In a recent UK survey of people’s fears, more than 17% confessed to being scared of coriander, and while this may seem surprising to some, its early years were, in fact, conspicuously marked by unbridled passion, greed and awe.
It was first cultivated by the rogue priest Bartolomo Corianderri, whose followers scandalised 16th century Florence by adding it to panzenella, daubing it on religious frescoes and consuming large quantities to fuel riotous orgies of sex and violence. Within a few years, it had become known as l’erba dell’inferno (the herb from hell) and in 1587, Pope Sixtus V excommunicated 27 cardinals for secretly growing coriander in their mitres.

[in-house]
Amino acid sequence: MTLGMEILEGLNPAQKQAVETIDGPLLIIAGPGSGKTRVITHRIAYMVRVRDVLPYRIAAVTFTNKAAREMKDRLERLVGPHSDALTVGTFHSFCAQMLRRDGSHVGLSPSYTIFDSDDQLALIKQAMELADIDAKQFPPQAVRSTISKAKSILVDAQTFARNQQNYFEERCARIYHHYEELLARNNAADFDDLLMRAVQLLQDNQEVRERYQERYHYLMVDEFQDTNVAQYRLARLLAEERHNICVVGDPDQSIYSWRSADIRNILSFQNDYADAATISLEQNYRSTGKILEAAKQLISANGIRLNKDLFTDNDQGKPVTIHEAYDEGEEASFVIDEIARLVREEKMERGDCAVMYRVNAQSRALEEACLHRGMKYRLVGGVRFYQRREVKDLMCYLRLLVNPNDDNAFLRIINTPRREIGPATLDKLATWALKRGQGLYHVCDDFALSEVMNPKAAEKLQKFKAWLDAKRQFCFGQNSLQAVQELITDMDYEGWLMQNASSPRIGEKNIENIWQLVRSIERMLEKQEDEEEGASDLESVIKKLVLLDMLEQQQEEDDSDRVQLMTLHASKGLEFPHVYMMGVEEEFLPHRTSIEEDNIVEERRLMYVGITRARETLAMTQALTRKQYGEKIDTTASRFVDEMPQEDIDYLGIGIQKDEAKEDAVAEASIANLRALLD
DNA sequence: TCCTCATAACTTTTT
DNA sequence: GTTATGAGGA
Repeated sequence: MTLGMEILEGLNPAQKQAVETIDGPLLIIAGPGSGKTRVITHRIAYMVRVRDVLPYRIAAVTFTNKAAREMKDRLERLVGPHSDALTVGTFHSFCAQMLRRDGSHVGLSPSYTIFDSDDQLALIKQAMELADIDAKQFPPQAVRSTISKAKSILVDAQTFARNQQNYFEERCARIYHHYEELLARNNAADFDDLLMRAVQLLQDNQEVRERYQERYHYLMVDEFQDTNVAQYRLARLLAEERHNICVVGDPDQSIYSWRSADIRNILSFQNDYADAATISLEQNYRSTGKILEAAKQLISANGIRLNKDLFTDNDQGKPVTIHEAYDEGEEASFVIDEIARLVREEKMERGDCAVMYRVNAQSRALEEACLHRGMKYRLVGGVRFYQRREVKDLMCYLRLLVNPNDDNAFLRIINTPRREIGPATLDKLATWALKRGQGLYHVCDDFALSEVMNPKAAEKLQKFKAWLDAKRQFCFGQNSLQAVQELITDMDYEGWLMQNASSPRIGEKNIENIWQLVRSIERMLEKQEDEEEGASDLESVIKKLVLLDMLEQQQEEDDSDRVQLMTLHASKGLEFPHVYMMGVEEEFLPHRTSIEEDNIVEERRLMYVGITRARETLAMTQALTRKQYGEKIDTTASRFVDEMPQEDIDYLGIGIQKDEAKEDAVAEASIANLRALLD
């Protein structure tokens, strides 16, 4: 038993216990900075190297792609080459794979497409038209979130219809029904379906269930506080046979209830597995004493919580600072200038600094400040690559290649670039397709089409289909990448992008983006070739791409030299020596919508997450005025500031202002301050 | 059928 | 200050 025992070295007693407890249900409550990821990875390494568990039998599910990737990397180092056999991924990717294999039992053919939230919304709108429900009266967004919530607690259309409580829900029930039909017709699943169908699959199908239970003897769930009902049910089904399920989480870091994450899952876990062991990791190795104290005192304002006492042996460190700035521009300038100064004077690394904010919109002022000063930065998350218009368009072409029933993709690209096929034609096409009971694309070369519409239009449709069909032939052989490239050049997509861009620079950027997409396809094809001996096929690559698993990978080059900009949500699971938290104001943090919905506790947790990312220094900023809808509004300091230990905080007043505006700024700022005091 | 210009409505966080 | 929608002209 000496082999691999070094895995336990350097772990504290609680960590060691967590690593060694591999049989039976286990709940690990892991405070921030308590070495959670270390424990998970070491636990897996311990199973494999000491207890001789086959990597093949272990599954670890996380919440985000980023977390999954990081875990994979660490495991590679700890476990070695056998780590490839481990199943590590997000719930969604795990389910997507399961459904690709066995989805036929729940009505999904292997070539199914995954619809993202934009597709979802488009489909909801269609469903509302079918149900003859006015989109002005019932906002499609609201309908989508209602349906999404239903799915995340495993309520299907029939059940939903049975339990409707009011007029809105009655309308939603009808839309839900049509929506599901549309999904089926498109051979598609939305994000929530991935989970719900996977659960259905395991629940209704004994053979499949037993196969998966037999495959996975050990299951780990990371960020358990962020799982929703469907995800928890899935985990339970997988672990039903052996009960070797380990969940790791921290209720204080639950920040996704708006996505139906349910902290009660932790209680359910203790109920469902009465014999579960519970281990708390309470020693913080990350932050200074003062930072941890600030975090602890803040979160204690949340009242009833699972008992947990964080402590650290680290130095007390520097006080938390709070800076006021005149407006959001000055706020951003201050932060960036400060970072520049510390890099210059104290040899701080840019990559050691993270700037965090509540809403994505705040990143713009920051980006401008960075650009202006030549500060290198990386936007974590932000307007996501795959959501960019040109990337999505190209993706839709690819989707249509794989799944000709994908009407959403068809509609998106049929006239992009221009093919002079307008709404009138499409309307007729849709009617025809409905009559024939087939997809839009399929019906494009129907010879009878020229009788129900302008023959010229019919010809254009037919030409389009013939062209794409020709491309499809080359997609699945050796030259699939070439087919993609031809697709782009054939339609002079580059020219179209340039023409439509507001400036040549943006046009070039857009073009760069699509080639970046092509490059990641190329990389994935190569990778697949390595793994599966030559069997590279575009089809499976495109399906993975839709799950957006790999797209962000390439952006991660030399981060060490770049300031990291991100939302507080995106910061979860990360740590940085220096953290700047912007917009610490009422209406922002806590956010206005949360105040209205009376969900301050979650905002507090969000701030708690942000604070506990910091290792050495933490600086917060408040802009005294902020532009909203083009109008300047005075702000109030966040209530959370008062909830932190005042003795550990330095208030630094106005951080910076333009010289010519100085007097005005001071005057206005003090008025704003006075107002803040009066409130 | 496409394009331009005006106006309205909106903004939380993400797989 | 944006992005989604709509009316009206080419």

In the 20th century, coriander was largely rehabilitated into herbal orthodoxy and much greater emphasis was placed on its positive attributes, such as treating skin disorders, preventing anaemia and being an extremely suitable name for heritage paint finishes.
Despite the misgivings of a large minority of the UK population, it is now planned to incorporate coriander into the design of the new £50 note, with a bouquet of the herb on one side and a portrait of the famous chef, Hugh Firmly-Weepingsore, on the other.